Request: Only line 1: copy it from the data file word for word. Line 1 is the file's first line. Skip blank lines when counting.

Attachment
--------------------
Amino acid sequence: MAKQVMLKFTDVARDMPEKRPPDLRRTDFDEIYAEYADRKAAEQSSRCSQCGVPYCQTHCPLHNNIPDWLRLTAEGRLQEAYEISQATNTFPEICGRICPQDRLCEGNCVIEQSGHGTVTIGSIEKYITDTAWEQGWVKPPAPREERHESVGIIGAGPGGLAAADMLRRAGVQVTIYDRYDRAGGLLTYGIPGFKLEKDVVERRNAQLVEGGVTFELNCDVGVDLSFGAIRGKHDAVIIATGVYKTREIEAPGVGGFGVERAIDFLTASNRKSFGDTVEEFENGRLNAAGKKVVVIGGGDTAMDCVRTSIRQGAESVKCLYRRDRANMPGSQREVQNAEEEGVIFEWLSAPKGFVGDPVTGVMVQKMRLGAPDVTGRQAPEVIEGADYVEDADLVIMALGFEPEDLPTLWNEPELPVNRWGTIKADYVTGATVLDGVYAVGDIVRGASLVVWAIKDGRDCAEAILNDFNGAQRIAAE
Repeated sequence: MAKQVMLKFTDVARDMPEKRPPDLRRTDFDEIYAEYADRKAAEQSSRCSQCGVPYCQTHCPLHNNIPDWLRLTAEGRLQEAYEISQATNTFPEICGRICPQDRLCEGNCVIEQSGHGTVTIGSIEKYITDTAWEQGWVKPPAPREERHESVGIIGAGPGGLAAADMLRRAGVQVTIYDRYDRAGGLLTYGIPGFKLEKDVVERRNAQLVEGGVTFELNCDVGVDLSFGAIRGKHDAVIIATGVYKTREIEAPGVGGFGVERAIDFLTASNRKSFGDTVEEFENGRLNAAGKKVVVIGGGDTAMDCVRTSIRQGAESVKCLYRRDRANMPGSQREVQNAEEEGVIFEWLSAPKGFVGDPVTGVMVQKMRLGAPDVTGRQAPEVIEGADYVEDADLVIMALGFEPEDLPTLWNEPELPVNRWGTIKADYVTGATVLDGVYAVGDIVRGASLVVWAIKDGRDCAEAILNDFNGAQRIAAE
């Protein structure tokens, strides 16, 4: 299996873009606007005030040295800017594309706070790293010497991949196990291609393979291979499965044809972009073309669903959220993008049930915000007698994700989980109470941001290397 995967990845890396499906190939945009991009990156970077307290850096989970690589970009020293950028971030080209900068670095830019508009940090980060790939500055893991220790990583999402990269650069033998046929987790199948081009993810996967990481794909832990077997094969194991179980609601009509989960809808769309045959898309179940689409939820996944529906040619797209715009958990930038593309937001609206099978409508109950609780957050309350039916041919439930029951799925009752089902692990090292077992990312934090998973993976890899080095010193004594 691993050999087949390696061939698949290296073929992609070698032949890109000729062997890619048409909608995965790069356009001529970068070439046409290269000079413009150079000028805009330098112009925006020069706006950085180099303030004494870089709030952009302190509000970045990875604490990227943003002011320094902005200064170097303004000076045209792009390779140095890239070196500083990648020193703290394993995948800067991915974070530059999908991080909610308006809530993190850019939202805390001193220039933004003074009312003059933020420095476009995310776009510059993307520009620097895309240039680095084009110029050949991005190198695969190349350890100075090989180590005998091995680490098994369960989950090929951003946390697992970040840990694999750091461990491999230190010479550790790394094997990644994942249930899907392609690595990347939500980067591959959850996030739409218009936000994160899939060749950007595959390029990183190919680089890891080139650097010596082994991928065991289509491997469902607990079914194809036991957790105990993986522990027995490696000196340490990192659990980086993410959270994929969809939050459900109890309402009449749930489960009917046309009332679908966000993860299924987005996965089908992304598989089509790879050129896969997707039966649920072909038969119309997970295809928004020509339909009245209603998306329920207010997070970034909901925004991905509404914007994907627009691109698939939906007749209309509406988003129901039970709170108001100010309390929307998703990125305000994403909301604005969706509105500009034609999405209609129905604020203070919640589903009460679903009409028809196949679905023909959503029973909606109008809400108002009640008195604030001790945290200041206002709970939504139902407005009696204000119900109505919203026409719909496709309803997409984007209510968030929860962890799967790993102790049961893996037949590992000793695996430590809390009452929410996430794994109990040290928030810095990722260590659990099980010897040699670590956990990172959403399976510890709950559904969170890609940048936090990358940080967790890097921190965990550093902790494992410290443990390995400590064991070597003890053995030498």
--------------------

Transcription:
Amino acid sequence: MAKQVMLKFTDVARDMPEKRPPDLRRTDFDEIYAEYADRKAAEQSSRCSQCGVPYCQTHCPLHNNIPDWLRLTAEGRLQEAYEISQATNTFPEICGRICPQDRLCEGNCVIEQSGHGTVTIGSIEKYITDTAWEQGWVKPPAPREERHESVGIIGAGPGGLAAADMLRRAGVQVTIYDRYDRAGGLLTYGIPGFKLEKDVVERRNAQLVEGGVTFELNCDVGVDLSFGAIRGKHDAVIIATGVYKTREIEAPGVGGFGVERAIDFLTASNRKSFGDTVEEFENGRLNAAGKKVVVIGGGDTAMDCVRTSIRQGAESVKCLYRRDRANMPGSQREVQNAEEEGVIFEWLSAPKGFVGDPVTGVMVQKMRLGAPDVTGRQAPEVIEGADYVEDADLVIMALGFEPEDLPTLWNEPELPVNRWGTIKADYVTGATVLDGVYAVGDIVRGASLVVWAIKDGRDCAEAILNDFNGAQRIAAE